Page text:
Three years later, when Lou Reed and company returned to town, the Velvets had at least one fan in the audience: young Robert Quine, future lead guitarist for the Voidoids and possessor of a brand-new tape deck. The new three-CD set The Quine Tapes represents the best of his old recordings, capturing the pioneers of punk playing live at the height of their powers.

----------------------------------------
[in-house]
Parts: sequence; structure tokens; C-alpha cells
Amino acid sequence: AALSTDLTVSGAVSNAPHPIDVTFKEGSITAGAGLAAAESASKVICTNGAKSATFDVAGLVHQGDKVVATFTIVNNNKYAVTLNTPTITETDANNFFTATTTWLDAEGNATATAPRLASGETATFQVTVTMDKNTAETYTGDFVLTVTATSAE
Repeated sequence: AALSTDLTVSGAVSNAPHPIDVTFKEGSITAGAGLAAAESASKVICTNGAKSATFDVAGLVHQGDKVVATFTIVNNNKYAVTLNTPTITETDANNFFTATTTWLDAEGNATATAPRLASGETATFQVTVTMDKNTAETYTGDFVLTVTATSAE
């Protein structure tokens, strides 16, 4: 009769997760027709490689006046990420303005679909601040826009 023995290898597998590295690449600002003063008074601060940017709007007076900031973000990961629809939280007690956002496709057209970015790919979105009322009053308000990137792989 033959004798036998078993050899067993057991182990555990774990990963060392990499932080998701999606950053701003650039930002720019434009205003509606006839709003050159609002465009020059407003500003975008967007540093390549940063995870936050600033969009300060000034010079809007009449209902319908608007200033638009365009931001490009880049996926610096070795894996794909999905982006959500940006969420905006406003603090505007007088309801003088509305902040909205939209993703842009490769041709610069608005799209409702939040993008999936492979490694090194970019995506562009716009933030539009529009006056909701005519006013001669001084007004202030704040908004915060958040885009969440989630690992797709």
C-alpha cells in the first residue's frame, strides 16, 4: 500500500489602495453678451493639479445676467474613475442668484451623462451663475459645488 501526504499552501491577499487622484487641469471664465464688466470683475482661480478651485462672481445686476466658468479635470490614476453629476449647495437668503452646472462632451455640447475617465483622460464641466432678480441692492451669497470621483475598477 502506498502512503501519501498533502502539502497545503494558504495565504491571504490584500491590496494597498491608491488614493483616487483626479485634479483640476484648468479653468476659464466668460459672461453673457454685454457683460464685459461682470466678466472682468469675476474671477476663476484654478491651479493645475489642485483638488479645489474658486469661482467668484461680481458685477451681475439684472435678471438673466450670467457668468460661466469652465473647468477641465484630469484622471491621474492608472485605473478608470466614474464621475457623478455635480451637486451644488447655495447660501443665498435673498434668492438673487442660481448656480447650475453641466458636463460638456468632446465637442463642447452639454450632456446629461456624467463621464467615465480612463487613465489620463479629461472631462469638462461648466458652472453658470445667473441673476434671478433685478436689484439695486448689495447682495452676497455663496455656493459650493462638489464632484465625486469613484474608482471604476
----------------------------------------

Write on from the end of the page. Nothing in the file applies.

In some regards, the Velvet Underground was a band of its time -- the interminable guitar solos and sledgehammer drums wouldn't be out of place on an Iron Butterfly album -- but the group's palpable nihilism and foreboding drone were years ahead of the competition. The through-line from this sinister repertoire to the art rock of Sonic Youth, Galaxie 500, et al has never sounded clearer. Despite its import, though, the Velvet Underground remained a cult band, a dark comet that soon burned out and later kindled the fires of glam, punk, and grunge. In retrospect, The Quine Tapes are the perfect VU document -- as ugly, abrasive, and enduring as the band itself.